I don’t know them; I am not of them. Am I not allowed to look into their faces, sympathize with them, be stirred by them? To Miguel I am one of the privileged many who are not suffering in this world. And by dint of that privilege, I am arrogant. Without even saying a word.

But I had news for Miguel. Miguel, I said, I am who I am. May I be honest with you about that? My people came over on the Mayflower. They fought in the American Revolution; they helped write the Constitution. Family lore has it that my ancestor, Betsy Ross, sewed the first flag. That is my truth, Miguel. That is where I come from. This is my identity, the facts of my own heritage.

He wasn’t satisfied. “You made me so angry,” he said. “You shake me up! And I like it,” he added. Yes, I said, looking straight back at him, smiling through my weary eyes. I can see that. I understand. Me too.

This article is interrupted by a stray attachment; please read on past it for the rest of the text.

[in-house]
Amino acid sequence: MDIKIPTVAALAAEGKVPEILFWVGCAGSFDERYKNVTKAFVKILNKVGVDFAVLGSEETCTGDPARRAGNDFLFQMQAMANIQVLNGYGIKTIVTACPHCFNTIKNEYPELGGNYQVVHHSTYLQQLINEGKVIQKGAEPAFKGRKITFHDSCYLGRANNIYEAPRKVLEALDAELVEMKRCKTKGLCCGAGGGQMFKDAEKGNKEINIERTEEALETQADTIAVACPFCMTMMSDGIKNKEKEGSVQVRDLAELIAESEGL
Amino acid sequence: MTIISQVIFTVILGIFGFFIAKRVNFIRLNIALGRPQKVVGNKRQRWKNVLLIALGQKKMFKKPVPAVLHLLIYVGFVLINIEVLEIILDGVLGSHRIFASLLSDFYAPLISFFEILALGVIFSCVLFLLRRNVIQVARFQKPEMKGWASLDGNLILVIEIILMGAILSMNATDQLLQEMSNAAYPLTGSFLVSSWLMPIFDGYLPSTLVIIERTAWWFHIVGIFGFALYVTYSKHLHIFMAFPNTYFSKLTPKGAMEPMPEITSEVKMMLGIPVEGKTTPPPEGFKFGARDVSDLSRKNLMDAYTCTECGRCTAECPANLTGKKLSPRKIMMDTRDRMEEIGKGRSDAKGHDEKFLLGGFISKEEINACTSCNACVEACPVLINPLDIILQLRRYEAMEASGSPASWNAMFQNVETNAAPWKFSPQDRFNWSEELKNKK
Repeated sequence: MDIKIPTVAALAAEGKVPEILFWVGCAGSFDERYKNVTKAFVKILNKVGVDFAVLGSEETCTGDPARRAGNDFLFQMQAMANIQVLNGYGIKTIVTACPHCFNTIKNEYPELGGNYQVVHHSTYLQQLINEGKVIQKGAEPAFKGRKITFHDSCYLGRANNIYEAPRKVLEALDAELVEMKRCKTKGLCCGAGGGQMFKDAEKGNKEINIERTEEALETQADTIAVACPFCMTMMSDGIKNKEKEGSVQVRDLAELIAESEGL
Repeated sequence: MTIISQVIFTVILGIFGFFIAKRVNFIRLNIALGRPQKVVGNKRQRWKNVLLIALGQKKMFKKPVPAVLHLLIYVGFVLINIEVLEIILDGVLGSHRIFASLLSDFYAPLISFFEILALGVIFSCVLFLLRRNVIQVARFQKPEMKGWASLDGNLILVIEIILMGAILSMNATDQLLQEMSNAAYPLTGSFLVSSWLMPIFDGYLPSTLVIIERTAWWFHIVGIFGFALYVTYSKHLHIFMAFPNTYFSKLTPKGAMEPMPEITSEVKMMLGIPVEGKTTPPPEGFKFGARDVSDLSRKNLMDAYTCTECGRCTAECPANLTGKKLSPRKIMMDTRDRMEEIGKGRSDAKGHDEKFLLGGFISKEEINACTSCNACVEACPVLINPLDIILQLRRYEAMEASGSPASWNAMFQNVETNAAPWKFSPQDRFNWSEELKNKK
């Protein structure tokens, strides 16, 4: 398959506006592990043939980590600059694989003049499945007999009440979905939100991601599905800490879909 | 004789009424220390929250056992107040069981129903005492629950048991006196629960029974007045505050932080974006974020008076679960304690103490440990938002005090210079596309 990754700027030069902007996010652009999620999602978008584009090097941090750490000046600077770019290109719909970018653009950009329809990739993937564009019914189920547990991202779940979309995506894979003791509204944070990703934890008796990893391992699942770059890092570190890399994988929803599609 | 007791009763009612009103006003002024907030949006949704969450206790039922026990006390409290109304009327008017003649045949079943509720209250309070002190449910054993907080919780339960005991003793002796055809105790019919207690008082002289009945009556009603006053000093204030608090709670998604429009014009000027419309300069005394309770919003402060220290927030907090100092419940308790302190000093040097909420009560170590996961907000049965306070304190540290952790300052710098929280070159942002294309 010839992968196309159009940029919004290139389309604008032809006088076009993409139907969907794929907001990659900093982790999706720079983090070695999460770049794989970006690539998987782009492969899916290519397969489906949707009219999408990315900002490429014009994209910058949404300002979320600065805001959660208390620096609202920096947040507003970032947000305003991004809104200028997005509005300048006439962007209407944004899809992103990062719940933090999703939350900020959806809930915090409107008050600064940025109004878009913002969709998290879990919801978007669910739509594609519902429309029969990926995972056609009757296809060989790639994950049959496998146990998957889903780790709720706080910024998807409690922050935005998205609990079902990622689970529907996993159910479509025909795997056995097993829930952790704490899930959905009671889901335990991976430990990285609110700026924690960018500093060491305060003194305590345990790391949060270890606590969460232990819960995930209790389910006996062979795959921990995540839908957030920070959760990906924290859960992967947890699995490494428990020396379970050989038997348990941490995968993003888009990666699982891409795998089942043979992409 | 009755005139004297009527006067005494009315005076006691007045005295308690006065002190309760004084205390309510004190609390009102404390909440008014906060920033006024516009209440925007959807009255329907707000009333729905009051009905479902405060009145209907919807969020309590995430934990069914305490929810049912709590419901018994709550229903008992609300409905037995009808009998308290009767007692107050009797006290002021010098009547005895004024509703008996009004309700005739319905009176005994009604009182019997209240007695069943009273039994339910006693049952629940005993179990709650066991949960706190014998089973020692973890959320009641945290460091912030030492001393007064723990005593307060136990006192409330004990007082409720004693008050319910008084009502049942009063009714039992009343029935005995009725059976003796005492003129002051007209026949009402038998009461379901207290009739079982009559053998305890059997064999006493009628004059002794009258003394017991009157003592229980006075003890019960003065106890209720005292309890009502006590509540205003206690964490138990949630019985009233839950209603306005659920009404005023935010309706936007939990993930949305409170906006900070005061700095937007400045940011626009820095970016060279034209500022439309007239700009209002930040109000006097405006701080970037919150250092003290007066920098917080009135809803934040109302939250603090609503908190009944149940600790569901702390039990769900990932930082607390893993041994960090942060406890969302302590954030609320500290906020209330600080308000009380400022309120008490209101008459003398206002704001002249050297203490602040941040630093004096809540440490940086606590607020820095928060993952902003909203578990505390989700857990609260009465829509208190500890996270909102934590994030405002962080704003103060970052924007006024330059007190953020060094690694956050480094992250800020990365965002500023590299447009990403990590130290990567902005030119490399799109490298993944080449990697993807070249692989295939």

Then this, the thought apparently occurring to him for the first time: “If you and I could find a common ground” — gesticulating to string one hand to the other — “then maybe we can find a way for others to work together.”

I’d like that, Miguel. I’d like to stay in touch with you. I’d like that too, he said. We hugged each other.

And then it occurred to me to ask, “Tell me about your mother. Please.” Because honestly, I have seen this searching look of sadness, anger, and frustration before. In the mirror, and in my children’s faces.

Miguel’s mother, it turns out, passed away in June. Of cancer. Miguel spent his spring semester at home to care for her and to say goodbye. With water on only three days of the week.

Do I know this life? Have I lived it? No, Miguel, I do not. It is your life. I am grateful to you for beginning to share it with me. And now I am more worried than ever.